Ripple Cracks Up, Blockchain Has Its Drawbacks
Let’s be honest, the crypto market has long been abuzz in anticipation of a water-shed recognition in its history. Investors, owners, and developers, probably hackers, too!, have long been hoping that the U.S. Securities and Exchange Commission will recognize Bitcoin and Ethereum as commodities. In other words, Bitcoin and Ethereum will be subjugated to all sorts of surprising rules and regulations as stocks. They will both entail a different level of legal scrutiny, which is important for their future integration.
However, Ripple is still snapped in a state of limbo. Ripple is having to handle a slew of legal lawsuits, the third so far, that has to do with the security of the cryptocurrency. People are stepping into the light and subjugating Ripple to a barrage of accusations. That’s definitely not the first time Ripple made headlines. It’s, in fact, the third lawsuit launched against the cryptocurrency, too!
Ripple, Should We Wave it a Goodbye?
Even with the serious accusations as to the level of security that the cryptocurrency exercises, it would still be rather difficult to dismiss it as a no-no. It commands solid investment and interest among hopeful grassroots. Just like any other cryptocurrency, Ripple has managed to build thousands of devotees around itself, which give it a strong reason to keep trying. However, handling the security of its payment system may be a good start for any developer who wants to see their product used by everyday citizens and not poached on the spot by ill-meaning hackers.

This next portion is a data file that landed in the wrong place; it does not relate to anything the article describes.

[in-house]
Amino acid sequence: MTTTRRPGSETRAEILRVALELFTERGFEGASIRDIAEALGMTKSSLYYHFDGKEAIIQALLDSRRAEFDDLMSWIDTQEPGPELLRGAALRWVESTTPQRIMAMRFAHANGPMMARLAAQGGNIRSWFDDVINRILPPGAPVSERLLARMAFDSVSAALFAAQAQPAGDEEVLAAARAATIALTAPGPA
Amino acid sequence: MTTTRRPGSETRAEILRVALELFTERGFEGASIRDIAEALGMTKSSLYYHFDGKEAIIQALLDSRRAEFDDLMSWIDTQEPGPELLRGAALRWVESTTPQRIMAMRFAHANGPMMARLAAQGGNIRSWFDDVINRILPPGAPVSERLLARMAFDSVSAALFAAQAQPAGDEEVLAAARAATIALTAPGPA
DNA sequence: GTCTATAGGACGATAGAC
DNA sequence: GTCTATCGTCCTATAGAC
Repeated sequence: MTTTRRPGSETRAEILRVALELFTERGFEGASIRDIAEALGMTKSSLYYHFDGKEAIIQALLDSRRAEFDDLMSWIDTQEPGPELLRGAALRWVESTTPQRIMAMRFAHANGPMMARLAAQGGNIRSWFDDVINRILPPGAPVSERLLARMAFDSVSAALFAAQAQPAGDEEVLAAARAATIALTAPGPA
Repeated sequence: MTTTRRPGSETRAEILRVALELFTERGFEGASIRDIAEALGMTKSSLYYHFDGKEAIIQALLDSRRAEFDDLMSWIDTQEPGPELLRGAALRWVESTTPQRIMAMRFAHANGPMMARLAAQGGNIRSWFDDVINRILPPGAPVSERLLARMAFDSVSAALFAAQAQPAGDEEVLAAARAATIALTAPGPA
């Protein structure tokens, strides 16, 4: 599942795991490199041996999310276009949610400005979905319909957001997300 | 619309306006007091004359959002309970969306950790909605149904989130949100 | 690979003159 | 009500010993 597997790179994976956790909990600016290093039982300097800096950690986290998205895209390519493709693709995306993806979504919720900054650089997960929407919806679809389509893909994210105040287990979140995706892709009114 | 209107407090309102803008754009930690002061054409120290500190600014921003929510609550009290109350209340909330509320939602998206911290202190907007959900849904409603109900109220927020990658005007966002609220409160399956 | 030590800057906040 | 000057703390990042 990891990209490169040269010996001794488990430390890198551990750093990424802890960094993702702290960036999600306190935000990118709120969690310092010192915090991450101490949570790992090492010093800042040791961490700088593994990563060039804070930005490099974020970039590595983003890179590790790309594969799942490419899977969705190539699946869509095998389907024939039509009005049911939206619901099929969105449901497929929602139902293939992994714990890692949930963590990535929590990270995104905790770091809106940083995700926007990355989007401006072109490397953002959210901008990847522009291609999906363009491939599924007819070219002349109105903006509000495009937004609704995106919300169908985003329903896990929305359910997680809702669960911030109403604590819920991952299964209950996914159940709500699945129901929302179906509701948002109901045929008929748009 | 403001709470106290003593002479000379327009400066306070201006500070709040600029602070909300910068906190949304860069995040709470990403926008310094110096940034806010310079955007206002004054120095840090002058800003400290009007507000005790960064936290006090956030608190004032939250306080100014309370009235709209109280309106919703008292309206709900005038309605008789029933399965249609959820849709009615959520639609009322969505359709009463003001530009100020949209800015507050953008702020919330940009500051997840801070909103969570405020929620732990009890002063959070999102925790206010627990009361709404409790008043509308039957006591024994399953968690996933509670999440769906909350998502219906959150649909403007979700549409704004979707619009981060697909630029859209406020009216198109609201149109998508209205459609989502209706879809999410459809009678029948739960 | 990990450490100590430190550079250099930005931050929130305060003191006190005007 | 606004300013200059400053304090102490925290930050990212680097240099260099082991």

By the estimate of Emi Yoshikawa who works as a Director of Joint Venture Partnership at Ripple, Ripple is using technology that can help improve the fragmented infrastructure of payments.
By tapping into the vast potential of blockchain technology, Ripple may actually not only bolster its own security shortcomings but the entire crypto ecosystem. Ripple is, in fact, trying to significantly slash friction in the global financial system. It’s not the first company that has tried something similar either.
Instant Transfers – Is that the Name of the Game?
Ripple’s Interledger Protocol allows the system to send money on the spot and instantaneously. You will hardly run into any hiccups, however! There’s no need to have a payer and payee to make the system work either! What you need to do is connect the banking and financial services into the network.
Of course, hardwiring the established financial bastions into the murky digital nether is not a thing any institution worth its name would take lightly. However, it’s a possible way to bring down the payment friction to a great deal less than what it is today.
Emi Yoshikawa has said that Low-value high volume use cases including remittances are an area that we’re focused on. Asia as the world’s centre for remittance payments is a critical market for Ripple. Asia is the world’s centre for remittance payments, there is a lot of money going into Asia and flowing out of Asia as well”
Yoshikawa has been one of the staunchest supporters of the cryptocurrency future and Ripple in particular. She reiterated the common mantra that blockchain is actually helping many financial institutions become more competitive, and in fact slash costs for the end-user.
Blockchain Helpful, Is It True?
The blockchain is helpful in a myriad of tiny little ways that make a real difference in the world. We can start by pointing to the most noteworthy examples that remark the exhaustive reach of the blockchain.
Let’s begin simply. If the blockchain ledgers take control over the supply chain, for example, the upshot is not chaos. It’s order, neat execution of commands and no delay whatsoever.